There are many fascinating places in the Four Corners region, from Monument Valley to Zion to Canyon de Chelly, to name just a few, but most will agree that the geologic wonder of Grand Canyon is the centerpiece. To me, its the heart of the Southwest. Grand Canyon can open our eyes, ears, and soul to a deeper understanding of sacred places.
Floating the mighty Colorado River has taken me into Grand Canyon’s timeless flow of gravity, moments of rushing over roaring rapids, then coasting into colorful reflections of the cliffs on slow moving water.
Hiking into the Canyon has taken me into the depths with a deep sense of harmony.
Shouldering my backpack I hike down into eons of the Earth’s story. My heart and breath increase their cadence, my steps dictating the rhythm. My eyes walk over the mesas and temples. My mind collects and organizes the visual drama. Some stories are held in personal journals. Others still wait to find their narrative.
Whether route-finding from the South Rim down to Elves Chasm, climbing Shiva Temple, or entering the cliff cave at the source of Thunder River, my camera has witnessed amazing beauty. A weeklong hike from the North Rim took me to Deer Creek Narrows on one of those adventures.
Backpacking in the Canyon I got to know a way of life lost to convenience and enriched in experience. I absorbed the emotional resonance of solitude, felt reverence, and sensed deep wonder. I slept listening to the river.
The next morning we hiked along the river’s edge from our camp at Tapeats Creek. The route down river was obscure, the ground radiated the midday heat. Then, like a jewel in the desert, water could be seen cascading from a mossy cavern high in a tangerine-colored cliff into a 100-foot waterfall. Deer Creek plunges into a pool not far from the river’s edge. And above the falls, hidden from sight, is Deer Creek Narrows.
We hiked up the steep and rocky trail to the level of the falls where the trail then traverses a long and narrow shelf. When the shady trail reaches a broad terrace called The Patio, sunlight pours in. From here Deer Creek Narrows begins, a tight, slot canyon that goes down into the Earth until it ends above the waterfall.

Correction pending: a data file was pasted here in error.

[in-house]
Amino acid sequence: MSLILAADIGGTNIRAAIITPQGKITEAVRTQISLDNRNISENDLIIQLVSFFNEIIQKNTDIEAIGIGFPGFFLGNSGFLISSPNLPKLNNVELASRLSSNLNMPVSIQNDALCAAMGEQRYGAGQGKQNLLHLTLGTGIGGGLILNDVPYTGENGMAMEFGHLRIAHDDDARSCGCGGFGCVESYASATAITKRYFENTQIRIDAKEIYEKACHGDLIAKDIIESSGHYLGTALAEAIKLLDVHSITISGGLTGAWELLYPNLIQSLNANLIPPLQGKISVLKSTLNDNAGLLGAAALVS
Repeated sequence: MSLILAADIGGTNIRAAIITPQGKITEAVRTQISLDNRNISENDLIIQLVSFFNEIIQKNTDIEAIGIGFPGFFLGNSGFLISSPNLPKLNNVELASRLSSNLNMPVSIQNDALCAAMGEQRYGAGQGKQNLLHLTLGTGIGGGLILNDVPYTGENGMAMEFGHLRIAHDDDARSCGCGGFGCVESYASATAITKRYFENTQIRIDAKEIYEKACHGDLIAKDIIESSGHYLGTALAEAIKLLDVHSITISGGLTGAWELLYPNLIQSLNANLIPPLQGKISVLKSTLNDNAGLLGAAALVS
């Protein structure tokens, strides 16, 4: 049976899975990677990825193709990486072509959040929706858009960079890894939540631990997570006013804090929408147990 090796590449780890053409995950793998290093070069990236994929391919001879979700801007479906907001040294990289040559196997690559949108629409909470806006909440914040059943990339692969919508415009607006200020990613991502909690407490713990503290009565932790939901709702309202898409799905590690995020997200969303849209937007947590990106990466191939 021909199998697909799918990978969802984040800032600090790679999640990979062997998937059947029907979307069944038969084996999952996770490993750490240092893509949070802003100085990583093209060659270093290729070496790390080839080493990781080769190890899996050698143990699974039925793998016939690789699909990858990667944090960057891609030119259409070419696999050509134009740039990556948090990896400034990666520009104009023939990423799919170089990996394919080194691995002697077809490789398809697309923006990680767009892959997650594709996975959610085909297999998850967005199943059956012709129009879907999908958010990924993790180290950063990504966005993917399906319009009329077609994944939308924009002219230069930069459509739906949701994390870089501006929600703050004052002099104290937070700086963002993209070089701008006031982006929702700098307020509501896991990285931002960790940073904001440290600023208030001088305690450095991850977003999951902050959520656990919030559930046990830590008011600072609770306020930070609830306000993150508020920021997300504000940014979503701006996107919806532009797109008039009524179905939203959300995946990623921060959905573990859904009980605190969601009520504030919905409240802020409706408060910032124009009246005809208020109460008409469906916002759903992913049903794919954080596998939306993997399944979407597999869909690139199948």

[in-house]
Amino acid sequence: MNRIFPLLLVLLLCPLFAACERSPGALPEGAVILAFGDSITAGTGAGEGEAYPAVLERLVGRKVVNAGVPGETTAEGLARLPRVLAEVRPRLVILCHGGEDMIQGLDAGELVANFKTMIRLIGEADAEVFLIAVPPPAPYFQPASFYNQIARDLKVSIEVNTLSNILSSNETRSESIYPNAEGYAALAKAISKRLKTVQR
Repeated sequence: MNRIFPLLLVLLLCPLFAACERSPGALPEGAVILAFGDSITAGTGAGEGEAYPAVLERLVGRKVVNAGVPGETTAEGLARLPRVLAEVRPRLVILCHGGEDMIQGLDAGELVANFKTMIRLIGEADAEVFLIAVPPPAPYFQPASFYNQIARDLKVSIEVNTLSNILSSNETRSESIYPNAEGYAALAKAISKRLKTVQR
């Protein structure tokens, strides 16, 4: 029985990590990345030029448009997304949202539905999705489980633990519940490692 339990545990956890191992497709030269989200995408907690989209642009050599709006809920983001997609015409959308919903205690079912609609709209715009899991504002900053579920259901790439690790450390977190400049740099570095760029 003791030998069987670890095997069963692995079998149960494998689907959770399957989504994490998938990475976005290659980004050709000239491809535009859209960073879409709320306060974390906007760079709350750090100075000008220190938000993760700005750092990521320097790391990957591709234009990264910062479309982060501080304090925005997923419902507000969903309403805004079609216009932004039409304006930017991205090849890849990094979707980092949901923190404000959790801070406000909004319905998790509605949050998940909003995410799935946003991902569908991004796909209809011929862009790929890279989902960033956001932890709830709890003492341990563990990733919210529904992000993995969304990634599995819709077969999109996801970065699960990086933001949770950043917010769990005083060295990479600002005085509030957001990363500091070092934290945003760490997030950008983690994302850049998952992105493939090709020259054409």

Nowhere else in the Canyon does the sensual play of light and sound create such a sanctuary of natural beauty. From inside the slot canyon sunlight bounces off the pale sandstone casting a subtle glow throughout the intimate space. The stillness of the smooth canyon walls cradles a continuous flow of clear-running, spring-fed water. The creek gently drops and pours, finding its way over and around boulders and small cobbles. Magical light floats with the water’s burbling echoes. Truly an enchanting place. I always thought I would return again.
The space between the North Rim and South Rim, those primordial walls of ancient stone, holds a presence of abstraction. It puzzles us, scares us, excites us, and can make us crave to go places beyond human capability. A daring raven sails over the edge of Grand Canyon spreading its wings, catching the wind, leaving the bounds of gravity. What that raven will find beyond the open void is a landscape of mystery and inspiration, a place where we can feel life at its most essential core.
A different reality now exists in Grand Canyon. Places change, relationships mature, and at times circumstances beyond our control alter our destiny. Deep within Grand Canyon, Deer Creek Narrows is now indefinitely closed to visitation. This very special place has been withdrawn from us. The national park service closed Deer Creek Narrows in 2012 in response to the regional Native Americans request to preserve its sacredness.
Speaking about the Grand Canyon, Theodore Roosevelt once said, “Leave it as it is. The ages have been at work on it and man can only mar it.” We are experiencing a cultural shift in awareness, frustrating as it is, its a lesson in conscious empathy, an unusual opportunity to restore sacred values to a sacred place.
You may be interested in a beautiful new book with over a hundred photos of Grand Canyon. Its published by the Grand Canyon Association whose mission as a park partner is to support publications about the canyon, and fund interpretive talks, research, and scientific papers. The book has a few of my photos including one of Deer Creek Narrows before its closure.
Grand Reflections, full-color photos, 9 ½” x 6 ½”, 126 pages, hardcover with dust jacket.